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ISPs Pursue Music Pirates, Not RIAA

Is it the calm before the storm? Possibly, as the music industry is ceasing most legal pursuits against music-sharing consumers, and is passing the torch over to ISPs.

The announcement is certainly a shock, as the notorious defender of the music industry has gone after over 35,000 people since it initially launched its legal campaign back in 2003. But while the RIAA plans to pass the torch over to Internet Service Providers, these ISPs aren't taking the burdens likely, and currently has not agreed to alter customer accounts despite some reports suggesting otherwise. Unfortunately, for those still facing lawsuits, the RIAA still plans to continue with its outstanding cases despite the new direction.

Apparently, the overall plan is to not go after low-end music pirates with legal threats, but to slap their hands with warning emails a few times before limiting or even shutting down their Internet connection altogether. The RIAA will still use the same questionable process of investigating file sharing activity, and will contact each ISP directly with the identifying information. Ultimately, as the Washington Post initially described, the RIAA has tossed out its need for the government and has now self-proclaimed itself as the music industry Sherriff, with the ISP serving as the bumbling deputy.

The Wall Street Journal originally revealed the RIAA's decision Friday (story), and while many artists, publishers, and even consumers may breathe a heavy sigh of relief, others criticize the RIAA's new plan, saying that the company is taking a dangerous step. In fact, it could mean that even more music fans will be harassed than ever before. Although the music industry will not know the offending consumer's identity, ISPs will no longer remain neutral and must enforce the new agreement.

"The problem is the lack of due process for those accused," says Fred von Lohmann, senior staff Attorney of the Electronic Frontier Foundation, a group that advocates for Internet rights. "In a world where hundreds of thousands, or millions, of copyright infringement allegations are automatically generated and delivered to ISPs, mistakes are going to be made. ... Anyone who has ever had to fight to correct an error on their credit reports will be able to imagine the trouble we're in for."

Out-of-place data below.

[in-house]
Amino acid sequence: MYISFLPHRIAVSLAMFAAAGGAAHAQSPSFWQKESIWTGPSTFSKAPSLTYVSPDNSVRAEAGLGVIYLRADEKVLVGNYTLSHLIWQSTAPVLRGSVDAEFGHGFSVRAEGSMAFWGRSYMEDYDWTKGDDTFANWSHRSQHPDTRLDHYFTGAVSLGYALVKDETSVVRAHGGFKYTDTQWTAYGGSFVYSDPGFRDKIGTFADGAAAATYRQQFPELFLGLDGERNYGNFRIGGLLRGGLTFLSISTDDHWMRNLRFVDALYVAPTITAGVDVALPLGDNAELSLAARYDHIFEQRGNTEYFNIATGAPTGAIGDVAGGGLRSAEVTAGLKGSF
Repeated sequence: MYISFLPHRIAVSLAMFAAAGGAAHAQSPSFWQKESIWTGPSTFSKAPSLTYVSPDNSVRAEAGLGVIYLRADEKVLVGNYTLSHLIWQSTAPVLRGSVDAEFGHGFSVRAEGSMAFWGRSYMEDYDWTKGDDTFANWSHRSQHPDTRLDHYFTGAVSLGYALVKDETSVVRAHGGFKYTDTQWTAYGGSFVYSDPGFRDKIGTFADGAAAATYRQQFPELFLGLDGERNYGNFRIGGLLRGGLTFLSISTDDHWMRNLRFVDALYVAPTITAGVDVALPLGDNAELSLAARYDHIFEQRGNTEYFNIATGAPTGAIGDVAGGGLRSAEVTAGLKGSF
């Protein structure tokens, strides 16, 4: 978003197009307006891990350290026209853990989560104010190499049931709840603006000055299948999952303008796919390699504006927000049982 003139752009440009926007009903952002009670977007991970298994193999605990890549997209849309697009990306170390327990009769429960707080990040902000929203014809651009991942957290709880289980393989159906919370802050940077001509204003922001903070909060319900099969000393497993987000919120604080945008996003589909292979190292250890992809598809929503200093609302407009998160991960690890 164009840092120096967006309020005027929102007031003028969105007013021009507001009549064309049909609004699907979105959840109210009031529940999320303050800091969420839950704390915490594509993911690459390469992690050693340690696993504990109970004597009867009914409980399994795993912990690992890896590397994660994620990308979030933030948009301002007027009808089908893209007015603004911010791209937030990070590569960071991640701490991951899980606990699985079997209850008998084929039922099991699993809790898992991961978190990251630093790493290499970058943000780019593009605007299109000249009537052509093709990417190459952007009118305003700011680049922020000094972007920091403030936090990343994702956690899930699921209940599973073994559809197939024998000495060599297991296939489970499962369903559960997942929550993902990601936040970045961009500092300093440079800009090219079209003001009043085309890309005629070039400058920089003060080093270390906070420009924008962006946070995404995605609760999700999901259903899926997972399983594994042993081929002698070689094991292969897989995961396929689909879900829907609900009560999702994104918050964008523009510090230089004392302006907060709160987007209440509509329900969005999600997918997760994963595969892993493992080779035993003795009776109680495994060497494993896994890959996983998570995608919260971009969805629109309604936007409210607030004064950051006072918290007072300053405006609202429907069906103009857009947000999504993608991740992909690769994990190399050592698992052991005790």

It's widely known that the RIAA's legal attempts has been full of mistakes and embarassments, one of which consisted of suing a dead woman back in 2005, claiming that the deceased woman made more than 700 songs available on the Internet. The group even went after a 12-year-old girl who stored a MP3 of her favorite TV show on her hard drive. Overall, the RIAA's legal actions has proven ineffective in reducing unauthorized file-sharing. "Downloading from P2P networks is more popular than ever, despite the widespread public awareness of lawsuits," reports the EFF. "And the lawsuit campaign has not resulted in any royalties to artists. One thing has become clear: suing music fans is no answer to the P2P dilemma."

But in a report posted over on CNET News, the RIAA isn't dropping legal actions altogether. According to music industry insiders, the group will still pursue legal action against consumers who download 5,000 to 6,000 songs a month. For those who fall under the new enforcement plan, it may be possible that accused consumers will be placed on a black list not only with the current ISP, but on multiple services, all based on "allegations of breaking the law."

Allegations. Not verdicts passed by a Judge, but merely allegations.

The EFF suggests that a file-sharing network be established where users pay a set $5 fee every month. Not only would artists and right holders receive compensation, but the current file sharing would be legalized. "So long as they pay, the fans are free to keep doing what they are going to do anyway—share the music they love using whatever software they like on whatever computer platform they prefer—without fear of lawsuits," says the EFF in this report. "The money collected gets divided among rights holders based on the popularity of their music. In exchange, file sharing music fans who pay (or have their ISP or software provider or other intermediary pay on their behalf) will be free to download whatever they like, using whatever software works best for them."

Could this ultimately solve the music-sharing problem? Perhaps, but there will always be the consumers who will find a way around the system, either by setting up a private P2P network with hacked software, or turning to Usenet where downloading activity is nearly impossible to track. As the EFF states, pursuing legal actions against low-end file sharing consumers has proven ineffective. ISP-enforced blacklisting, based on RIAA data, may ultimately force the majority of Internet users offline (that's called sarcasm). Providing a flat-fee PSP may work, but with MySpace Music, YouTube, iMeem and other streaming music services, the music industry may see a huge shift in direction again.

At least consumers can rejoice momentarily: the music industry may have just emerged from the Dark Ages.